The night sky in the Elan Valley, Oct 15 midnight
4 years 10 months ago

This month, the nights really start to draw in, so take those opportunities after dinner to wrap up warm, get out there and explore the night sky. Astronomical darkness will occur at around 8pm in the middle of the month, which means that the Sun is low enough below the horizon (below 18 degrees) not to cast its light into the night sky. This is an opportune time to study more distant and dimmer objects, and see our favourite celestial objects in more detail.  This article and future ones will provide interesting targets and sky maps for those who have small and large telescopes, a pair of binoculars, or even a pair of eyes!

Becoming familiar with the night sky is an exciting adventure and there are plenty of excellent books, apps and software you can use. For free software, many people have found Stellarium to be a good visual resource  for learning about the Constellations and the positions of celestial objects such as nebulae, planets and much more. Skeye is another free app for smart phones and tablets which shows a live sky map according to where you hold your device. For books, Sky and Telescope's Pocket Sky Atlas has been popular amongst visual observers and can be found in most main book retailers online.

For those who are going out for the first time, allow your eyes to become dark adapted and try to get away from sources of light pollution, such as street lights, houses, etc. – dark adaption takes around twenty to sixty minutes. In the meantime, you can enjoy scanning the skies and take in the majesty of the Milky Way emerging as your eyes adapt. You’ll still be able to see it this time of year as it sets westwards – Mid October would be the end of the optimum time to see it.

Andromeda and Pegasus Constellations

The constellation Andromeda (above) will be riding high in the sky this time of year from 10pm with the Andromeda Galaxy (M31, the green circle on map) positioned near the Zenith. In all rural and most rural/urban skies, you will be able to see it with the naked eye – take a look at the map and study the Pegasus and Andromeda constellations; the Andromeda Galaxy is labelled. Through a pair of 10x50 binoculars, it looks like a fuzzy elliptical shape with a brighter core. Through a Newtonian telescope of eight inches aperture, you can resolve two dark dust lanes. This wonderful galaxy contains 1 trillion stars – twice as much as our Milky Way galaxy and is 2.5 million light years from earth. With a low power eyepiece, you can spot nearby galaxies M32 and M110.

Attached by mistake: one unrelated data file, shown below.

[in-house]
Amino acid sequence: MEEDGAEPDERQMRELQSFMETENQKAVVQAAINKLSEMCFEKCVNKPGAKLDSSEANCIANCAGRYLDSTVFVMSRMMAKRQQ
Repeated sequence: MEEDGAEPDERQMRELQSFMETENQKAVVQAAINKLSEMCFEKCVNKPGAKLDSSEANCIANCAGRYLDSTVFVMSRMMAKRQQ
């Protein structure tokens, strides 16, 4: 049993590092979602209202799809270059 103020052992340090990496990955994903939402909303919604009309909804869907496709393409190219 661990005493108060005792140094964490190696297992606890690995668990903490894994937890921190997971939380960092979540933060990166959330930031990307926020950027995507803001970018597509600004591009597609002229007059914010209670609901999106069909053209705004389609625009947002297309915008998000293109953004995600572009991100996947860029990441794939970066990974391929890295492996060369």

The Constellation of Cygnus

Albireo up close

Fortunately, the stunning summer Constellation of Cygnus  (above) is still in the sky, although it starts to set in the West around 3am in the morning. 9:30 pm would be a good time to try and find a breath-taking double star called Albireo (the green circle on map), the fifth brightest star in this constellation. To the naked eye, it glints as a single white star but through a telescope from two inches of aperture and upwards, that single star splits into two; one  almost royal blue in colour and the other, brilliant citrus orange! It seems the vibrancy fades with much larger apertures of fourteen inches and upwards, so this is a special one for those smaller telescopes!

If you have a pair of 10x50 binoculars handy, Comet C/2017 O1 ASASSN is approaching perihelion – closest proximity to the Sun - and during October it may become bright enough to be seen through binoculars or small telescopes. It is riding high between the constellations of Perseus and Auriga.

Comet map of C/2017 01 Asassn

Next, a pleasing planetary conjunction for the eyes only, if you are willing to get up early. Venus and Mars come together in the dawn twilight during the first half of the month, until 5thOctober from 5.00am; Venus passes just twelve minutes of arc north of Mars around 5:50am (best seen the mid Pacific regions!). Meanwhile, in the UK, see them close on the mornings of 5th and 6th October. The waxing crescent Moon passes close above Mars on the early dawns of 17th October and of Venus on 18th October

On 19th October, the planet Uranus will be at opposition. Now is the best time of year to observe it as this blue/green planet will be at its brightest, being fully illuminated by the Sun and positioned at the closest approach to Earth. Owners of eight inch telescopes and above will be able to study this planet which will resolve as a blue/green disk. Its moons can be spotted with careful observation, steady skies and a twelve inch telescope.

Constellation of Pisces